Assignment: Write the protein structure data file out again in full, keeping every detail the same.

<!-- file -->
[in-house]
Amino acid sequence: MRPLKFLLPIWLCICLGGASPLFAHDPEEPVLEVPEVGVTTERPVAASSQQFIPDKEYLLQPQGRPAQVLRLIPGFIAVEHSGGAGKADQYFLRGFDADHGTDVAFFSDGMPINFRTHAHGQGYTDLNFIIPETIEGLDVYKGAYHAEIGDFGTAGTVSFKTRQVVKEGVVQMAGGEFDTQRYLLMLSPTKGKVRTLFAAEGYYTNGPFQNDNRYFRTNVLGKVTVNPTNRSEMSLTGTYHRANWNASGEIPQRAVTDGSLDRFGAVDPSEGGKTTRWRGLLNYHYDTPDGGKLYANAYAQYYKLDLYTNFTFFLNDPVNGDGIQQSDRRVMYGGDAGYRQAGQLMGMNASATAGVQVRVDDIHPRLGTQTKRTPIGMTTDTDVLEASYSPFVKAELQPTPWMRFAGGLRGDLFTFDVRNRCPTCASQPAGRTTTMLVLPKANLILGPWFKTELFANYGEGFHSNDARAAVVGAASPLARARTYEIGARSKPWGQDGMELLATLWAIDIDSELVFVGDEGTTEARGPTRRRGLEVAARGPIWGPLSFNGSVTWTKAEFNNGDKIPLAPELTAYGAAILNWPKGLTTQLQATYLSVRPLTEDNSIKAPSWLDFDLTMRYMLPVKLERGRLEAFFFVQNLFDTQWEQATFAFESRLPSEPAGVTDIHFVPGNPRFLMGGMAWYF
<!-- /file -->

[in-house]
Amino acid sequence: MRPLKFLLPIWLCICLGGASPLFAHDPEEPVLEVPEVGVTTERPVAASSQQFIPDKEYLLQPQGRPAQVLRLIPGFIAVEHSGGAGKADQYFLRGFDADHGTDVAFFSDGMPINFRTHAHGQGYTDLNFIIPETIEGLDVYKGAYHAEIGDFGTAGTVSFKTRQVVKEGVVQMAGGEFDTQRYLLMLSPTKGKVRTLFAAEGYYTNGPFQNDNRYFRTNVLGKVTVNPTNRSEMSLTGTYHRANWNASGEIPQRAVTDGSLDRFGAVDPSEGGKTTRWRGLLNYHYDTPDGGKLYANAYAQYYKLDLYTNFTFFLNDPVNGDGIQQSDRRVMYGGDAGYRQAGQLMGMNASATAGVQVRVDDIHPRLGTQTKRTPIGMTTDTDVLEASYSPFVKAELQPTPWMRFAGGLRGDLFTFDVRNRCPTCASQPAGRTTTMLVLPKANLILGPWFKTELFANYGEGFHSNDARAAVVGAASPLARARTYEIGARSKPWGQDGMELLATLWAIDIDSELVFVGDEGTTEARGPTRRRGLEVAARGPIWGPLSFNGSVTWTKAEFNNGDKIPLAPELTAYGAAILNWPKGLTTQLQATYLSVRPLTEDNSIKAPSWLDFDLTMRYMLPVKLERGRLEAFFFVQNLFDTQWEQATFAFESRLPSEPAGVTDIHFVPGNPRFLMGGMAWYF